Archive for November, 2019

Snoring Your Way to Peeing Frequently at Night: What You Need to Know About Obstructive Sleep Apnea

November 30, 2019

Andrew Siegel MD   11/30/2019

Obstructive sleep apnea (OSA) is a hot topic in medicine because of its serious health consequences and the fact that it affects 1/3 of men and 1/6 women, most of whom do not realize they are afflicted. OSA negatively impacts many aspects of health, including sexual and urinary function. Many patients unaware that they have OSA consult a urologist because of urinary symptoms that are actually not urologic in origin, their root cause being the OSA.  When OSA is treated, the urinary symptoms improve dramatically.


Obstructive sleep apnea (OSA) is due to collapse and mechanical obstruction of the upper airway during sleep. It occurs because of lax tissues that support the tongue and throat, which result in the throat sagging under the force of gravity, pulling the airway closed and causing intermittent suffocation. Repeated complete or partial interruptions of breathing during sleep cause subnormal levels of oxygen in the blood, insomnia, restless sleep and frequent awakenings. OSA sufferers often wake up exhausted and have excessive daytime sleepiness that may be responsible for motor vehicle accidents, “fatigue” eating, and sleep deprivation-related cognitive impairment and mood disturbances.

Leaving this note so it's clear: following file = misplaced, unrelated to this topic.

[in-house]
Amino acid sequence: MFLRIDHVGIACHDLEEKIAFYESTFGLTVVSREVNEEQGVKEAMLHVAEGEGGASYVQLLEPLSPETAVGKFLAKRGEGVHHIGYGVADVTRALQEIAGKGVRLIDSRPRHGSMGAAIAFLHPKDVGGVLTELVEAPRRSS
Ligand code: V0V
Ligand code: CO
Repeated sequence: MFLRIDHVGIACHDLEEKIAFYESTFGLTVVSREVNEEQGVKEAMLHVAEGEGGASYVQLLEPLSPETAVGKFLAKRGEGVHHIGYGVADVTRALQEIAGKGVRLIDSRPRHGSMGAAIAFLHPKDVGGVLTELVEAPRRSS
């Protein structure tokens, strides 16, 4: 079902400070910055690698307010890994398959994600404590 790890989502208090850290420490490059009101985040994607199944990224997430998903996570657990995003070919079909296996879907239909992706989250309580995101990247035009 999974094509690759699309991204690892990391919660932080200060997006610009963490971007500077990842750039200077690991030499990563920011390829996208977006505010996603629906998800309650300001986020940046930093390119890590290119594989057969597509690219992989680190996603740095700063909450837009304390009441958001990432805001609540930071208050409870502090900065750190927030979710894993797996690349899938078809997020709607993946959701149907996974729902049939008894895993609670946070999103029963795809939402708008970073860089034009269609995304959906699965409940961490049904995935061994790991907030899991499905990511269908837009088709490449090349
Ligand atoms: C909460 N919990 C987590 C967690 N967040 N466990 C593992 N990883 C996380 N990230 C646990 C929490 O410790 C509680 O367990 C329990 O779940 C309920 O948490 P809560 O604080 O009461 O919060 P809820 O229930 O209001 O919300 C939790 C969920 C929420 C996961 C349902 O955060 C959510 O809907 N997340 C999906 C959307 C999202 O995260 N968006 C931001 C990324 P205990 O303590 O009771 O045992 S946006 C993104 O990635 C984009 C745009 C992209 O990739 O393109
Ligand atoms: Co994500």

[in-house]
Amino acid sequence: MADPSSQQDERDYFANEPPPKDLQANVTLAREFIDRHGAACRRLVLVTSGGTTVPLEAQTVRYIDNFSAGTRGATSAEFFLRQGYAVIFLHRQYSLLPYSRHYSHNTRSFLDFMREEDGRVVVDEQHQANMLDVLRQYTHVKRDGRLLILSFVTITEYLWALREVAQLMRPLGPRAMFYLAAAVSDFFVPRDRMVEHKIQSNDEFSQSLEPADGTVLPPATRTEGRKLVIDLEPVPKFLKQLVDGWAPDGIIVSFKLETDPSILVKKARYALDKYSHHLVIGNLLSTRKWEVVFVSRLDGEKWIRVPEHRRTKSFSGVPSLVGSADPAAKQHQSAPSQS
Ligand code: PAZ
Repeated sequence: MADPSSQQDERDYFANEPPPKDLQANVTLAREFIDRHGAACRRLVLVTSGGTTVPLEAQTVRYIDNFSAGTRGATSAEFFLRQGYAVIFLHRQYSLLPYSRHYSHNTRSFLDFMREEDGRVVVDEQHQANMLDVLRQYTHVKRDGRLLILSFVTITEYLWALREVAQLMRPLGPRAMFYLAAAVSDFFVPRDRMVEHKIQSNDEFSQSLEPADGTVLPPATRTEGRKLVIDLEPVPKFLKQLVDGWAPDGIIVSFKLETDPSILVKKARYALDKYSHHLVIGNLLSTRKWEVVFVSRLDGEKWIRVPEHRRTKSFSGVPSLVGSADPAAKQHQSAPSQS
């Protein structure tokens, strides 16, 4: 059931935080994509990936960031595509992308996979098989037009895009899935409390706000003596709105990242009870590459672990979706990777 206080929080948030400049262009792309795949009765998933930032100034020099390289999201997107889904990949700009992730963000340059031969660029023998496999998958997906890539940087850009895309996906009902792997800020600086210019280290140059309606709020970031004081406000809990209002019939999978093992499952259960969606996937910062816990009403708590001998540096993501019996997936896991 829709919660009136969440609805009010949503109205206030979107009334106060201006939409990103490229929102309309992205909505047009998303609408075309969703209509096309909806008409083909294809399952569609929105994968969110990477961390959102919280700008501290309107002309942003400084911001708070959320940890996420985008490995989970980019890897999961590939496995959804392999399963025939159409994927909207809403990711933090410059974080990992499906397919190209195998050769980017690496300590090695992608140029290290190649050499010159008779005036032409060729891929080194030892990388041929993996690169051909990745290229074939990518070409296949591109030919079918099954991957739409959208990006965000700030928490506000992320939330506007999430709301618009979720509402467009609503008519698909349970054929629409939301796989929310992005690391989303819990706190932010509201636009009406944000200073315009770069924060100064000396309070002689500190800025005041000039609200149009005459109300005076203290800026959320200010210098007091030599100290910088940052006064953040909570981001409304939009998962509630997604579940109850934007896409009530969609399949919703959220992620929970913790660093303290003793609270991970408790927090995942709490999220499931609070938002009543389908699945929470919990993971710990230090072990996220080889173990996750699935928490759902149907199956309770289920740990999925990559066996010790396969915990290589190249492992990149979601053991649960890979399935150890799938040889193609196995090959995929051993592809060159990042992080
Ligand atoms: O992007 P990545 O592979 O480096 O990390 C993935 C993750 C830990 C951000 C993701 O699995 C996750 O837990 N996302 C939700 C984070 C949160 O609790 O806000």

Thank you Wikipedia Commons; attribution: Habib M’henni (User: Dyolf 77)

OSA is present in about one in three men and one in six women in the USA, although 90% of those with OSA are undiagnosed and untreated. It is more prevalent with aging, obesity, and in people who have short, thick “bull” necks, enlarged tonsils and elongated palates and other jaw and cranio-facial abnormalities. Snoring in a loud and exaggerated fashion is typical, and snorting and gasping for air is characteristic. Other manifestations of OSA are a dry mouth and throat and abnormal daytime breathing patterns–particularly loud, shallow mouth breathing.

Why the loud snoring?  When air cannot move freely, the floppy and collapsed soft tissues vibrate causing the familiar annoying sounds that can cause couples to sleep in separate rooms.